Court orders contractor to pay $250K in fatal fall

July 25, 2018

The death of a worker in a fatal fall at a Dallas apartment complex has resulted in both criminal and civil penalties against his employer. U.S. District Court Judge Ed Kinkeade has ordered Design Plastering West LLC to pay a $150,000 criminal fine, $100,000 civil penalty, admit to eight willful violations, and to undergo monitoring by OSHA for four years.

A FairWarning story

Florida still a dismal swamp for cigarette makers fighting death and injury claims

Noreen Marcus

July 25, 2018

During the 1990s, legal assaults on the tobacco industry spawned the largest and most expensive civil litigation in U.S. history. Explosive revelations from secret internal documents and tobacco whistleblowers became front page news.

'Productive aging' is key to addressing the aging workforce

Experts outline four elements of framework for productive aging

July 25, 2018

With unprecedented demographic trends leading to an aging workforce, a new emphasis on productive aging is needed to keep US workers of all generations as healthy and productive as possible, according to an article in the May Journal of Occupational and Environmental Medicine (JOEM).

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MSHA wants public input on mining rule study

July 24, 2018

The U.S. Department of Labor's Mine Safety and Health Administration (MSHA) has issued a Request for Information (RFI) on a Retrospective Study of the final rule entitled "Lowering Miners' Exposure to Respirable Coal Mine Dust, Including Continuous Personal Dust Monitors" in the Federal Register.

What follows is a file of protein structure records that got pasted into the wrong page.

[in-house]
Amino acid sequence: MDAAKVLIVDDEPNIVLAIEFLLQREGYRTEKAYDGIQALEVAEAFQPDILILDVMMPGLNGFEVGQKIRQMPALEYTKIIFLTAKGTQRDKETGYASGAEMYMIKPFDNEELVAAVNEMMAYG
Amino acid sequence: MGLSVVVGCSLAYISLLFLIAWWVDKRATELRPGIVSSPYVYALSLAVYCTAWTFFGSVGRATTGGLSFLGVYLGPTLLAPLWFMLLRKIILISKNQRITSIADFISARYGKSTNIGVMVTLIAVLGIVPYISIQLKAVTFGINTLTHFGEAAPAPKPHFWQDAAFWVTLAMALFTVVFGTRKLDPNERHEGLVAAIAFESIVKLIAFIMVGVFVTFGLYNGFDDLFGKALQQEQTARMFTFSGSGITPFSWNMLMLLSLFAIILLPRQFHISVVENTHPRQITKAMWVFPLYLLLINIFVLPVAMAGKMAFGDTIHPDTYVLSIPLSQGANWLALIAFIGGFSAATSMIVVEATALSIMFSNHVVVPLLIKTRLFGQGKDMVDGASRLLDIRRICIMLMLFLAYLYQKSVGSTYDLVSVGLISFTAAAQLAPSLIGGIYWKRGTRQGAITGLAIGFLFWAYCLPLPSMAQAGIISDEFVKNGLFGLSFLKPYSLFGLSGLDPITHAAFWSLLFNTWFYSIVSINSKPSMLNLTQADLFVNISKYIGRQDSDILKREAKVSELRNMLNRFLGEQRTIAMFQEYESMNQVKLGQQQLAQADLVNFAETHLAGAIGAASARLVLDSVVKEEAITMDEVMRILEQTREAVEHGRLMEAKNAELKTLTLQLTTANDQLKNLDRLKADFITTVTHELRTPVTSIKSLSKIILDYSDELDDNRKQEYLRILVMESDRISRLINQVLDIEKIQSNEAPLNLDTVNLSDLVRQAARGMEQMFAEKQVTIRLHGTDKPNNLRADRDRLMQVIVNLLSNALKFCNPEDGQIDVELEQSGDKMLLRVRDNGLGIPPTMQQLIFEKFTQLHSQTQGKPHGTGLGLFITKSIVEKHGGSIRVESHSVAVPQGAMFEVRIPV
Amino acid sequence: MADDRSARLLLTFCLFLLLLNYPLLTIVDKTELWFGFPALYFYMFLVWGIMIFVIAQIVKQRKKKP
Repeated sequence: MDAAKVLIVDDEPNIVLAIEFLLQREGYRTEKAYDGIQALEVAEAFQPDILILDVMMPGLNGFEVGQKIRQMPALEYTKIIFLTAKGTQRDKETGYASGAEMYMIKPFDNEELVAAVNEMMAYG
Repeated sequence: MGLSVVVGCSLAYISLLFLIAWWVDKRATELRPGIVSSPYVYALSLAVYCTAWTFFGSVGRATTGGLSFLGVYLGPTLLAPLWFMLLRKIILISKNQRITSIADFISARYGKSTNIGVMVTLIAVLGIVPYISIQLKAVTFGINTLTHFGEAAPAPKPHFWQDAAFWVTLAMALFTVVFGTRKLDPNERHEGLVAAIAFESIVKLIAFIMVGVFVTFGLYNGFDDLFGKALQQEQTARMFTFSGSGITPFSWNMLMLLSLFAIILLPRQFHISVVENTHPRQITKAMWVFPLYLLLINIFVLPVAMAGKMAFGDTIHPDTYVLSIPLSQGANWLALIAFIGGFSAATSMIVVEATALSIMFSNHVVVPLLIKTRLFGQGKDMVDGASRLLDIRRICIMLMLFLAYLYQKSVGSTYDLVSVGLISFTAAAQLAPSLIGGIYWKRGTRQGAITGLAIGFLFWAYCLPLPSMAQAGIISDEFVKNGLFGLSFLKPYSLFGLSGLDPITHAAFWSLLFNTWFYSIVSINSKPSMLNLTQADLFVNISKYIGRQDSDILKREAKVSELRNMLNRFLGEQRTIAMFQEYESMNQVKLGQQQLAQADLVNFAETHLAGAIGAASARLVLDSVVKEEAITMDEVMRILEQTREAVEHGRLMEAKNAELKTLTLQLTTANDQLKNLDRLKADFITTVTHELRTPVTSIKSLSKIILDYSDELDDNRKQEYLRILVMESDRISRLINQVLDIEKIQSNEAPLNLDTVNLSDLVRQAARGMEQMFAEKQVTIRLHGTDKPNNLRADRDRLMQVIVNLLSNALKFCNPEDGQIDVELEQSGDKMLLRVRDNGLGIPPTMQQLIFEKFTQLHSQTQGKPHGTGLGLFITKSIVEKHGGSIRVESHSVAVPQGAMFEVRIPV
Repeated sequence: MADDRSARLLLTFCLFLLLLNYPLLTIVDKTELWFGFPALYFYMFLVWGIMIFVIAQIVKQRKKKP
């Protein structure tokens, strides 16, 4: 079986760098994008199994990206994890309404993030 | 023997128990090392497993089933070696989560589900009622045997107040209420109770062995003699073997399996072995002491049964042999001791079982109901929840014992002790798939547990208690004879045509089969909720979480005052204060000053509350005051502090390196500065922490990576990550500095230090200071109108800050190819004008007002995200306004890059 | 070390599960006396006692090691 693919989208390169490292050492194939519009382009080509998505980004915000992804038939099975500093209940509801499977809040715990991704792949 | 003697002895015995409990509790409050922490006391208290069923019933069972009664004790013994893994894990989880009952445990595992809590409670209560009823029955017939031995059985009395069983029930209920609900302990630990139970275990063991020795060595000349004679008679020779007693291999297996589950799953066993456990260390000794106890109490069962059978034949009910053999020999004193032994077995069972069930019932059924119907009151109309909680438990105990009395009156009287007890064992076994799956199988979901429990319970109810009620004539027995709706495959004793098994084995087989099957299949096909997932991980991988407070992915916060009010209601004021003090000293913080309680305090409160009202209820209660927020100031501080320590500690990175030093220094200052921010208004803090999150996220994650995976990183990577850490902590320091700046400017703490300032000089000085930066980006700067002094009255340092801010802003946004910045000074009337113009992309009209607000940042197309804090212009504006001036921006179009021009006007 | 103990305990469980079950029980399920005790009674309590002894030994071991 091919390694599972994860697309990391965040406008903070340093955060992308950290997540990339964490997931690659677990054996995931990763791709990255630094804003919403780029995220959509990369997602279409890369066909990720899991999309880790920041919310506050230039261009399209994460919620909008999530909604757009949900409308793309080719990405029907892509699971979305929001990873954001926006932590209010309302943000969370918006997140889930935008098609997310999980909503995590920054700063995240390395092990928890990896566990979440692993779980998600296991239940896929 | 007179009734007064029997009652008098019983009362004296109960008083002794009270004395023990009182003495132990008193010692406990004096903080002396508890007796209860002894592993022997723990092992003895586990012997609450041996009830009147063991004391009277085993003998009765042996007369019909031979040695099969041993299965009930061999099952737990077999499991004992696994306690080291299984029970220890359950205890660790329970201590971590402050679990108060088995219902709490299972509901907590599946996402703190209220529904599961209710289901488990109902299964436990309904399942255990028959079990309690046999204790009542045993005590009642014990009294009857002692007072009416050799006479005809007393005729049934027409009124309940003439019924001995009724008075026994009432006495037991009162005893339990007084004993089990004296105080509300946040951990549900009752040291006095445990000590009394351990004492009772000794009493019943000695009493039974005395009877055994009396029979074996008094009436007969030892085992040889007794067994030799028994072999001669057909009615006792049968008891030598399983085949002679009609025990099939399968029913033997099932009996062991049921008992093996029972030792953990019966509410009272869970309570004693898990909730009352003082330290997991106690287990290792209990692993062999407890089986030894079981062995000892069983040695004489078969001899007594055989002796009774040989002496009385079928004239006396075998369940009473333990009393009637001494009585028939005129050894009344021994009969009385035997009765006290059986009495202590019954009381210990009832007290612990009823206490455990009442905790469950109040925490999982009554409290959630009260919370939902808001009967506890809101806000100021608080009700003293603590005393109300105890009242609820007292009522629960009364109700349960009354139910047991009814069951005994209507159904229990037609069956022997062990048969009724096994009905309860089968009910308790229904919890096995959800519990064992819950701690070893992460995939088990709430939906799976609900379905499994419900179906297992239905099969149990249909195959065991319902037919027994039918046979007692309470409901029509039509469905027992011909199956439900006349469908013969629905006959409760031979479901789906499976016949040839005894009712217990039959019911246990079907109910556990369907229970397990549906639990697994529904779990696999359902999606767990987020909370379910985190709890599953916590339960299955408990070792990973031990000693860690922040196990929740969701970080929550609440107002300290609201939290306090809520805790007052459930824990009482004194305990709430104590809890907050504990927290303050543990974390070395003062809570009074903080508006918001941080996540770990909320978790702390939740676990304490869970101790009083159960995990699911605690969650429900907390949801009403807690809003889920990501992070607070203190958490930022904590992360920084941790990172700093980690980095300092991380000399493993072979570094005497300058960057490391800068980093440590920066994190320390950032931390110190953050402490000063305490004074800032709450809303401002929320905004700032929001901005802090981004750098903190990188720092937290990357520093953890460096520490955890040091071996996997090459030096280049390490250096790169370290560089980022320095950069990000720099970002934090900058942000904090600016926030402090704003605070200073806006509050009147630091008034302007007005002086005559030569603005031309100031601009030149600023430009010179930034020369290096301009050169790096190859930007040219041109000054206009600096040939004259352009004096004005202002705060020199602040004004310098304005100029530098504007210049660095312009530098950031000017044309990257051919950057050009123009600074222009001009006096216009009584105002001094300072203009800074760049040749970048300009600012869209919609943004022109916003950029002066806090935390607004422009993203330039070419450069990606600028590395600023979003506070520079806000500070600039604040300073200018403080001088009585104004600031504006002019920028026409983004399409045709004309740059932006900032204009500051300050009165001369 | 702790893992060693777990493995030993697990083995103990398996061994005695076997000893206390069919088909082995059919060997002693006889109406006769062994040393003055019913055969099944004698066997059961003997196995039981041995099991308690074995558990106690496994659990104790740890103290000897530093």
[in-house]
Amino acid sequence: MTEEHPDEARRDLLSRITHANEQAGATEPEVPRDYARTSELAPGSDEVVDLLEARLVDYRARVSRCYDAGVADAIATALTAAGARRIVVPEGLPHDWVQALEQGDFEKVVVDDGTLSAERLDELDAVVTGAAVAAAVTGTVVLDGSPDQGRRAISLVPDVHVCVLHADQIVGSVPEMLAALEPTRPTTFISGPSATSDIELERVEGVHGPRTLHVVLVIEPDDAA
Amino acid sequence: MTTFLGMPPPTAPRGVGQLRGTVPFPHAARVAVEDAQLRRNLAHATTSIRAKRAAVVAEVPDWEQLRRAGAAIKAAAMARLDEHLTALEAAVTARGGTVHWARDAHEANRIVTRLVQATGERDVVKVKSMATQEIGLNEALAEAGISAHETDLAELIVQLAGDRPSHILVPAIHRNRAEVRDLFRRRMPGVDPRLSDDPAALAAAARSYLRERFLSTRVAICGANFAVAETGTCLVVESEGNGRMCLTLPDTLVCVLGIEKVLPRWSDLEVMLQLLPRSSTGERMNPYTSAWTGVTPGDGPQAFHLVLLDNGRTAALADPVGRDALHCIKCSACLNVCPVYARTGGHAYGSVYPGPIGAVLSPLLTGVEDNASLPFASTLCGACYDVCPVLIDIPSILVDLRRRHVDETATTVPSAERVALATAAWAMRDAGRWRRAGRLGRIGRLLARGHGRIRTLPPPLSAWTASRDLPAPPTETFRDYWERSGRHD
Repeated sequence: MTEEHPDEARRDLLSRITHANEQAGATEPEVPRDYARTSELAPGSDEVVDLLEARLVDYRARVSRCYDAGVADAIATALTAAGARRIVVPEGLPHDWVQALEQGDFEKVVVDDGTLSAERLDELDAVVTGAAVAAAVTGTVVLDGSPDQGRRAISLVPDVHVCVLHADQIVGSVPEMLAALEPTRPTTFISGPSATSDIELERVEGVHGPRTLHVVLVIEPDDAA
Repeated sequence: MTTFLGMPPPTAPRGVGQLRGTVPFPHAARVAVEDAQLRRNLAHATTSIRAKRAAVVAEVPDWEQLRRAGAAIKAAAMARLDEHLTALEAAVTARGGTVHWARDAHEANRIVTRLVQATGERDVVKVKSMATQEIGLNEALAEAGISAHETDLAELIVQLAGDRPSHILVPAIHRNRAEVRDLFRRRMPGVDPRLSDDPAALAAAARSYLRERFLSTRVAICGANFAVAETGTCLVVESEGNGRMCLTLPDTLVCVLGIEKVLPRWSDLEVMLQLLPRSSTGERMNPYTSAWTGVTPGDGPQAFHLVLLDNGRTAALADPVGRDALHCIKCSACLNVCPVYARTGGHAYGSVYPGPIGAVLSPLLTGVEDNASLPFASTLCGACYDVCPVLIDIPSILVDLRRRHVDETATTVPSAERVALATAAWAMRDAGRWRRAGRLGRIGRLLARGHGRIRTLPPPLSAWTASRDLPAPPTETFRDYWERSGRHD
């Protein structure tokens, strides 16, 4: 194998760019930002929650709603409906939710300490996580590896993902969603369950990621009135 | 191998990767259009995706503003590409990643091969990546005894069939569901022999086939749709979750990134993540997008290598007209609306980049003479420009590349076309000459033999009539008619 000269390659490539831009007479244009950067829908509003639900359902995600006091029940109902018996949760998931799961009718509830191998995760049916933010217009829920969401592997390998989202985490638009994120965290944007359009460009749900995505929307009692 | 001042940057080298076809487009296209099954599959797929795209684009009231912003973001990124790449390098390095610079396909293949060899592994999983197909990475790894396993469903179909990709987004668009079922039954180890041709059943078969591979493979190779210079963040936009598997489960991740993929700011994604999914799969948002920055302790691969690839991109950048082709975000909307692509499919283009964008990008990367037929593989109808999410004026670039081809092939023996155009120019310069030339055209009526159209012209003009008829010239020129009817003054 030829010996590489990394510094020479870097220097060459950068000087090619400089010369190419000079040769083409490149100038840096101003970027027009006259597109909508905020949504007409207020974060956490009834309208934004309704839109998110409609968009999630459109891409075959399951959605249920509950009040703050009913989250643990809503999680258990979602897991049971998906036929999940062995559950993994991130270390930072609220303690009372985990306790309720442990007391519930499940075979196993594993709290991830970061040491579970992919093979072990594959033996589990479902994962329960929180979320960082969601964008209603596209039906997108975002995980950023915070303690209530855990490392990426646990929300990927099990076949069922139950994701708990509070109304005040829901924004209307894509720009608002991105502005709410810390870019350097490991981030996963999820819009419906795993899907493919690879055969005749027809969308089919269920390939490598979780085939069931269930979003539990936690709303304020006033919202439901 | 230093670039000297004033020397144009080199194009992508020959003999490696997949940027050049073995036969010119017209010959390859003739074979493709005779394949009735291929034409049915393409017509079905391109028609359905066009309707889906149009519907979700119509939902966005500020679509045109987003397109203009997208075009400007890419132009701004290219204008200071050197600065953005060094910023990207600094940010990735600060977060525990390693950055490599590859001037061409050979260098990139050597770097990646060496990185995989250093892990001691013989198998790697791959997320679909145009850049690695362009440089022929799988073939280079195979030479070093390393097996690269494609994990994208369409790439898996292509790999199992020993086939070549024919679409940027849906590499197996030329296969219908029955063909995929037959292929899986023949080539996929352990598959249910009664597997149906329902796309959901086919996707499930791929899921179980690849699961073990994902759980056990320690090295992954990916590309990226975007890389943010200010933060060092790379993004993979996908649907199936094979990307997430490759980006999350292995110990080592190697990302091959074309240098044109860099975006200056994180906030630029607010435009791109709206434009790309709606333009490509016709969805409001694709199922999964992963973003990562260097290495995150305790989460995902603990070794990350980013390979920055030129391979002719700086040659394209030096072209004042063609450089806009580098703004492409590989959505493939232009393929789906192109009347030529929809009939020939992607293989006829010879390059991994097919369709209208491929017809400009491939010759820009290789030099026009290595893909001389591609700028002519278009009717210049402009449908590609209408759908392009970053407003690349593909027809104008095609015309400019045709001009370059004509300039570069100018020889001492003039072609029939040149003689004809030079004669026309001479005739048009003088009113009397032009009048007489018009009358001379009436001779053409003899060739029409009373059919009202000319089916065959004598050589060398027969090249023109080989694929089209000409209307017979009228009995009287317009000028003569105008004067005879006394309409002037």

Don’t mess with mercury!

July 24, 2018

It’s silvery-white and globby and you really want to touch it, make it move around and show it to your friends. That thinking on the part of some kids is a big reason behind the many mercury spill clean-ups the EPA conducts in schools each year, at costs ranging from $100,000 to over $1 million.

Struck by accident kills two workers in New York State

July 24, 2018

The employer of two workers killed in an accident in Lockport, New York June 25 has had three accidents causing injuries at its facilities in the last two years, according to news reports.

A Confined Space blog post

OSHA Update: Bureaucracy, budget and leadership rumors

Jordan Barab

July 24, 2018

It’s mid-summer and a man’s fancy turns to what’s happening in OSHA these days. Let’s update you all before you (and I) head out on vacation:

Worker drowns after being knocked into river

July 23, 2018

An OSHA investigation launched after the drowning death of a dock worker has resulted in more than a quarter of a million dollars in proposed penalties against his employer.

NY manufacturing employees exposed to machine, hearing hazards

July 23, 2018

A custom hardwood flooring manufacturer in Fulton, New York faces $182,917 in fines after an OSHA inspection.

Asbestos found in steam from burst NYC pipe

July 23, 2018

New Yorkers who were breathing a sigh of relief after a steam pipe rupture in Manhattan last week caused only a few minor injuries have something new to worry about. News sources are reporting that the smoke in the steam released when the 20” pipe burst contained asbestos, raising concerns about the long-term effects of exposure.

Mariners at sea get health help through telemedicine

July 23, 2018

Viral illnesses, seizures, musculoskeletal problems, and eye injuries were among the health problems that seafarers far from land sought medical help for from January 2014 to July 2016, through a telemedicine company that serves shipping companies and their workers.